On the night, of January 5, the figurines of the Three Wise Men are added to the nativity scene. Before going to bed the children place their old shoes under their bed or in the living room, where the Wise Men will leave them their presents. Some also place outside the house, some hay and a bucket with water for the animals, and even some cookies and milk for Melchor, Gaspar and Baltasar.
You can feel the excitement building up! With twinkling eyes, the children eagerly, and constantly ask what time it is, wishing for time to fly so they could open their presents.
Reluctantly they go off to bed.
As soon as they wake up, which is earlier than any other day, they run to see the gifts that the Three Magi left for them. Happiness overflows every Mexican home.
The children spend the day playing and admiring each other’s presents, sharing them with friends, talking about how they were able to hear or see the Reyes Magos when they arrived at their home, how one of them heard the camel’s footsteps, how the other saw a shining crown in the dark night!
Meanwhile, adults prepare for the Merienda de Reyes, an early evening dinner that friends and families share to celebrate the Epiphany. Some families celebrate with a Rosca de Reyes, or wise men's cake.
People go to the markets and stores to get the needed ingredients to prepare the feast.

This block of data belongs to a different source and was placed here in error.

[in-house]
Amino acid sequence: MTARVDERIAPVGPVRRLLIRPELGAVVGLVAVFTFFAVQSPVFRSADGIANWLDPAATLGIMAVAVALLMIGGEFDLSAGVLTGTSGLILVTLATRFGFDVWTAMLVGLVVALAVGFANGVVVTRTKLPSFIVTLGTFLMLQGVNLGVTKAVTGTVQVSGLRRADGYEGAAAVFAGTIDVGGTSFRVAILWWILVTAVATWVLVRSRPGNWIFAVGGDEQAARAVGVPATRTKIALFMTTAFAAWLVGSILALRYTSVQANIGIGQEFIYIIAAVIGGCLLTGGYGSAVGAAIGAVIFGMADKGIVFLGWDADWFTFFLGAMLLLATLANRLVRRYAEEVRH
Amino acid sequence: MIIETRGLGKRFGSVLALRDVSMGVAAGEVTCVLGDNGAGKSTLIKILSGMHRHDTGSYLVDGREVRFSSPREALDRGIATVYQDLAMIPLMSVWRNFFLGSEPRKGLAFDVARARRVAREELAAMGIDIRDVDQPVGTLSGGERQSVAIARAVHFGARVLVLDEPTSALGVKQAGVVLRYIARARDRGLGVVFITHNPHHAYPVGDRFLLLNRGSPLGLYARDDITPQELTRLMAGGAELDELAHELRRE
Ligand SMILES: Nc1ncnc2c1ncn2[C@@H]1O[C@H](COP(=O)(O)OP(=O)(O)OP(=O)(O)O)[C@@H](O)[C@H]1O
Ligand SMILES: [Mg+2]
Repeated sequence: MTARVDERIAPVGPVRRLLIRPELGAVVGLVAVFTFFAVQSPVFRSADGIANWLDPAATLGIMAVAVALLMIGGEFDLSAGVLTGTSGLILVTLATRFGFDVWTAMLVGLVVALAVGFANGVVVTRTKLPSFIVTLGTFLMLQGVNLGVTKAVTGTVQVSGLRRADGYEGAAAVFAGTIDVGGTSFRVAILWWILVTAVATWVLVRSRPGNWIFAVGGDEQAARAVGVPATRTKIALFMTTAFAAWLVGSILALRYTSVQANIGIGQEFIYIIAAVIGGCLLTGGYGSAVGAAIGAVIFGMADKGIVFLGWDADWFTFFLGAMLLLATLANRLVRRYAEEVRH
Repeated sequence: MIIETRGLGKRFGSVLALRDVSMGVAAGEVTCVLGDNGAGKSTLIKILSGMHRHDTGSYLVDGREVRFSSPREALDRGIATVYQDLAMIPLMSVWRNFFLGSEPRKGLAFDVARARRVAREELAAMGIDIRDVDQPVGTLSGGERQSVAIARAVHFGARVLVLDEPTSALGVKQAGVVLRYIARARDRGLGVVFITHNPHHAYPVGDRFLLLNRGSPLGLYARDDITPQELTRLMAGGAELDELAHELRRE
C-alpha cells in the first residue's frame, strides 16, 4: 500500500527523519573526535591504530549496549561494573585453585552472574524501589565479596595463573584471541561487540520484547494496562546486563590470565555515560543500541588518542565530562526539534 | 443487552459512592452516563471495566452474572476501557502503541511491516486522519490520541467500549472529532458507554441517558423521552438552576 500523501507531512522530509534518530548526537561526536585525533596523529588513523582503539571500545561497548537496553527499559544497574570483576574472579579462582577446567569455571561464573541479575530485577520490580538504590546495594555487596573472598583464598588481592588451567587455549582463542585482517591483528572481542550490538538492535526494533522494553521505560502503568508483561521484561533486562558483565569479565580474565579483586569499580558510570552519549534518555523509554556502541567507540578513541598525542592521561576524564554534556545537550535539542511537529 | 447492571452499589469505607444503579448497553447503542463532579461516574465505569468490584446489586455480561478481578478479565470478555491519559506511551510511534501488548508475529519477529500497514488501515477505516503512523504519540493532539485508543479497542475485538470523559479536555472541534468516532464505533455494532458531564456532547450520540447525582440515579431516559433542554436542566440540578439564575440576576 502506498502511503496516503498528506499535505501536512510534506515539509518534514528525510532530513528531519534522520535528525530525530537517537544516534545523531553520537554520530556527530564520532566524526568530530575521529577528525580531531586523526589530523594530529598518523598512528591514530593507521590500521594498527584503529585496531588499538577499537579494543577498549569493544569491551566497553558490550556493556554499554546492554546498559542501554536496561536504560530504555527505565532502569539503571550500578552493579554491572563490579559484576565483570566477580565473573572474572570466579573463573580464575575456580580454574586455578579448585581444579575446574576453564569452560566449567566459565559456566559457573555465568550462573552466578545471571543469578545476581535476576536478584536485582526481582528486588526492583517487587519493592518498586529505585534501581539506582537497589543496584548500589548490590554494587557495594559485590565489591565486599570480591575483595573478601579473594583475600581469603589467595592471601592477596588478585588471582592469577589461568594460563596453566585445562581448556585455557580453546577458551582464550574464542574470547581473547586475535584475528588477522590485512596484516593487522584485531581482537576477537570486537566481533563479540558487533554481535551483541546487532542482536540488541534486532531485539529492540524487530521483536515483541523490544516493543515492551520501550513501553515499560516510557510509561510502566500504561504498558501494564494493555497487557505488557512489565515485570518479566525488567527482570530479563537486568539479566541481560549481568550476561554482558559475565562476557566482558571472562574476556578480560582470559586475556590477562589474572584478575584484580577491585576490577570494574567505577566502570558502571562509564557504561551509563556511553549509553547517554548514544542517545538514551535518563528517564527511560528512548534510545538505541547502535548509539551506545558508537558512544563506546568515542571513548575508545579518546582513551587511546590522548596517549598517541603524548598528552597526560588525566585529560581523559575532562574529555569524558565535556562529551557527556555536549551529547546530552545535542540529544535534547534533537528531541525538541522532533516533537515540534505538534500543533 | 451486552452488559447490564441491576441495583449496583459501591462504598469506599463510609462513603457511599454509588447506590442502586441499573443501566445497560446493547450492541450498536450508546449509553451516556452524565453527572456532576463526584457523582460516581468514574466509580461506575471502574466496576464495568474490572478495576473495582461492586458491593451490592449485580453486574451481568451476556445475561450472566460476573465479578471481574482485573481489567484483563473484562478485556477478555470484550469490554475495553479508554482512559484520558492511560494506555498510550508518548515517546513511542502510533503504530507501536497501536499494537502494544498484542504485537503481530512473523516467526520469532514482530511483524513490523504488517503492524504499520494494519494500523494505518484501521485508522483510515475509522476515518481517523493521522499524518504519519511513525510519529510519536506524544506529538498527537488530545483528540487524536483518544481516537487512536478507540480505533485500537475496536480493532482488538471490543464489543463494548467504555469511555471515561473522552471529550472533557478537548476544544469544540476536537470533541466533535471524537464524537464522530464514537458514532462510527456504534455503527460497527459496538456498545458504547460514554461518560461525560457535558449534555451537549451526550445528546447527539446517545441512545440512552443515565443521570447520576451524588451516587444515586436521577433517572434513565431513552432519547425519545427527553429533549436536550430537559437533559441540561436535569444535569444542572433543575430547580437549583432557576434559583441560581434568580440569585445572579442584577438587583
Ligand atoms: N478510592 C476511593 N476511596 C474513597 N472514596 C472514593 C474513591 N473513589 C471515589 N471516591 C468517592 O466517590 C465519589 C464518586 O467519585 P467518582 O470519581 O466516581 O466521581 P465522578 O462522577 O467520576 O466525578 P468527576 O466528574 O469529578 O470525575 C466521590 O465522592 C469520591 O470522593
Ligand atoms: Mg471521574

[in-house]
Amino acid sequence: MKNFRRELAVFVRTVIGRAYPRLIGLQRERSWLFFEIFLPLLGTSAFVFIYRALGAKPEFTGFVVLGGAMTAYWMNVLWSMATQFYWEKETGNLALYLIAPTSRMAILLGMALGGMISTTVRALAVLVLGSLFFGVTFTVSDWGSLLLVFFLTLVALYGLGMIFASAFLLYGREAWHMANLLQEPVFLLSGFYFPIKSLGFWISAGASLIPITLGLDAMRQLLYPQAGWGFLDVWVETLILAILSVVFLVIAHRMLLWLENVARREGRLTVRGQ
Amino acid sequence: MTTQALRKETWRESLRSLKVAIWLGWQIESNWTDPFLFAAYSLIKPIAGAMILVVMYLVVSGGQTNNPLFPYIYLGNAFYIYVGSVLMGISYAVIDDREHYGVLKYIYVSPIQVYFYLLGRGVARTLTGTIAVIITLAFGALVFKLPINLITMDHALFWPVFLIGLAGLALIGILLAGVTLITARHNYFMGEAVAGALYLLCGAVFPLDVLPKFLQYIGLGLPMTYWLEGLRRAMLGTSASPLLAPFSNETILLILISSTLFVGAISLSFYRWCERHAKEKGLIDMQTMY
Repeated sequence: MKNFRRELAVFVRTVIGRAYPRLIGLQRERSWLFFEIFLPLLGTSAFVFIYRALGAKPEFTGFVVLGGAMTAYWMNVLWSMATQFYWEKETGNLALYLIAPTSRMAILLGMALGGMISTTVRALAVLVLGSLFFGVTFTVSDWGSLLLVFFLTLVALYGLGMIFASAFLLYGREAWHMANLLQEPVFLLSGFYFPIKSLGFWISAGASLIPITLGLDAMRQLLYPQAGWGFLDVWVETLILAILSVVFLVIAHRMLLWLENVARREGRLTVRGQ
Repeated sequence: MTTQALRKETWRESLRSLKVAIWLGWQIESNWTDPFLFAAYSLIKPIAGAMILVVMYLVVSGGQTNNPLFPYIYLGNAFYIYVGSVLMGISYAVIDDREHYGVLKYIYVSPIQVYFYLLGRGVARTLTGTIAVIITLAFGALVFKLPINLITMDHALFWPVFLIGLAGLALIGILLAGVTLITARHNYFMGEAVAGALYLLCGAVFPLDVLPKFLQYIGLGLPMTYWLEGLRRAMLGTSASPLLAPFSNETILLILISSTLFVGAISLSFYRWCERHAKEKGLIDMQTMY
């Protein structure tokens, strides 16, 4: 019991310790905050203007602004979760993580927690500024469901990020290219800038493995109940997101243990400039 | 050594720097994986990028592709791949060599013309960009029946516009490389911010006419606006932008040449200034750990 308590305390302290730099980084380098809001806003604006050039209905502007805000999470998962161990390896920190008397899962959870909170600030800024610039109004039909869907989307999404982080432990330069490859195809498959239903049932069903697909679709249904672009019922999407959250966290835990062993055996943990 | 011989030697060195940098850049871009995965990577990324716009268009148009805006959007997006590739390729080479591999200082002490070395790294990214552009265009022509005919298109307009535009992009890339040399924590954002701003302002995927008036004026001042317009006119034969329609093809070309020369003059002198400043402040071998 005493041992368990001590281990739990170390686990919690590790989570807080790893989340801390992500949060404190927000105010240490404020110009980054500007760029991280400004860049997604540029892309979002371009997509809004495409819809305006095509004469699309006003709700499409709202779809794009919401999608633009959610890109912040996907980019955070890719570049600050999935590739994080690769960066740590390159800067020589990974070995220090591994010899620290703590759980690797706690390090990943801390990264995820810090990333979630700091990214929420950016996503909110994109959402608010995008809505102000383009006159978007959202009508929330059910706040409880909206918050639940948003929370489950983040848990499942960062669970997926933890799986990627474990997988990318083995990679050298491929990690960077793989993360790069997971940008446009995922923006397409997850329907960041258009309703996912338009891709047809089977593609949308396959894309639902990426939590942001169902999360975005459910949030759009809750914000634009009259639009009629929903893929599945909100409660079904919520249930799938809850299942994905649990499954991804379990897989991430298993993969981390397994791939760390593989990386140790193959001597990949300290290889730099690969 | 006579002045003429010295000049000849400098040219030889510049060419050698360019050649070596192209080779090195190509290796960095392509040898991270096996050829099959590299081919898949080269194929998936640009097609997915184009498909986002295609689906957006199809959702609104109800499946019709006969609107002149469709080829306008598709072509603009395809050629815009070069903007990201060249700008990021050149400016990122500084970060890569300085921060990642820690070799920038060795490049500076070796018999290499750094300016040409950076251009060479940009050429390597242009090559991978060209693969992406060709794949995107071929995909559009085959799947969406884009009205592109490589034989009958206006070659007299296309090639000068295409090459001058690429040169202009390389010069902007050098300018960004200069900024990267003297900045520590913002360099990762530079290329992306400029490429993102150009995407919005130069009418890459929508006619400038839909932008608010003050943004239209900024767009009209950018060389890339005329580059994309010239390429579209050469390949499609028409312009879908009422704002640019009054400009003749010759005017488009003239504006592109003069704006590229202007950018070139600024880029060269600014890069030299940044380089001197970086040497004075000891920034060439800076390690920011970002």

Many bakeries offer the Rosca de Reyes, an oval sweetbread, decorated with candied fruit. There are Roscas of all sizes, very small ones for two or three people and up to the ones that will delight more that twenty people.
The Merienda de Reyes is truly a multicultural event. The Spaniards brought the tradition of celebrating the Epiphany and sharing the Rosca to the New World. The Rosca is served along with Tamales, made of corn which was the pre-Hispanic food par excellance, and hot chocolate. Chocolate is also a gift from the native peoples of the New World.
Hidden inside this delicious Rosca, a plastic figurine of the Baby Jesus. The Baby is hidden in symbol of the need to find a secure place where Jesus could be born, a place where King Herod would not find Him.
Each person cuts a slice of the Rosca . The knife is supposed to symbolize the danger the Christ child was in. One by one the guests carefully inspect their slice, hopping they didn't get the figurine. Whoever gets the baby figurine shall be the host, and invite everyone present to a new celebration on February 2, Candelaria or Candle mass day, and he also shall get a new Ropón or dress for the Baby Jesus of the Nativity scene.
The Mexican Christmas season is extended up to February 2 , when the nativity scene is put away, and another family dinner of delicious tamales and hot chocolate is served.